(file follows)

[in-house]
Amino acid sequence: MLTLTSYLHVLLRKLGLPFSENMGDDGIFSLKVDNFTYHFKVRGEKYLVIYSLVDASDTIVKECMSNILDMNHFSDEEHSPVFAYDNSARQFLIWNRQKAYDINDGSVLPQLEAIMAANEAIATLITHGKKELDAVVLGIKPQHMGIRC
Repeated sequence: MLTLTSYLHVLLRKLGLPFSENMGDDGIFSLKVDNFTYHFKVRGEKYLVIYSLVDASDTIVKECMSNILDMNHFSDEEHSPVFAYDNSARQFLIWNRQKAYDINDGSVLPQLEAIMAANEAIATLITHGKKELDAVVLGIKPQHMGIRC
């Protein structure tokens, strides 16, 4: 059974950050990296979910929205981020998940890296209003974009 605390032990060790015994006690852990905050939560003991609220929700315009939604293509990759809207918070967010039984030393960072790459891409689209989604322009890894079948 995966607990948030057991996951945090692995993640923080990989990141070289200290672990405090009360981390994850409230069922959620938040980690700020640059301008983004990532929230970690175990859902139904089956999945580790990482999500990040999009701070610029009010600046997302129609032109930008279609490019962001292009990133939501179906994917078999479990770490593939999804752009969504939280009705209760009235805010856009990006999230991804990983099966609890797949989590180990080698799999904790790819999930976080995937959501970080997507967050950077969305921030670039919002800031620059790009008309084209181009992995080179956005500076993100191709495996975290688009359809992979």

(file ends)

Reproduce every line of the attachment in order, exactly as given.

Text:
[in-house]
Amino acid sequence: MLTLTSYLHVLLRKLGLPFSENMGDDGIFSLKVDNFTYHFKVRGEKYLVIYSLVDASDTIVKECMSNILDMNHFSDEEHSPVFAYDNSARQFLIWNRQKAYDINDGSVLPQLEAIMAANEAIATLITHGKKELDAVVLGIKPQHMGIRC
Repeated sequence: MLTLTSYLHVLLRKLGLPFSENMGDDGIFSLKVDNFTYHFKVRGEKYLVIYSLVDASDTIVKECMSNILDMNHFSDEEHSPVFAYDNSARQFLIWNRQKAYDINDGSVLPQLEAIMAANEAIATLITHGKKELDAVVLGIKPQHMGIRC
């Protein structure tokens, strides 16, 4: 059974950050990296979910929205981020998940890296209003974009 605390032990060790015994006690852990905050939560003991609220929700315009939604293509990759809207918070967010039984030393960072790459891409689209989604322009890894079948 995966607990948030057991996951945090692995993640923080990989990141070289200290672990405090009360981390994850409230069922959620938040980690700020640059301008983004990532929230970690175990859902139904089956999945580790990482999500990040999009701070610029009010600046997302129609032109930008279609490019962001292009990133939501179906994917078999479990770490593939999804752009969504939280009705209760009235805010856009990006999230991804990983099966609890797949989590180990080698799999904790790819999930976080995937959501970080997507967050950077969305921030670039919002800031620059790009008309084209181009992995080179956005500076993100191709495996975290688009359809992979």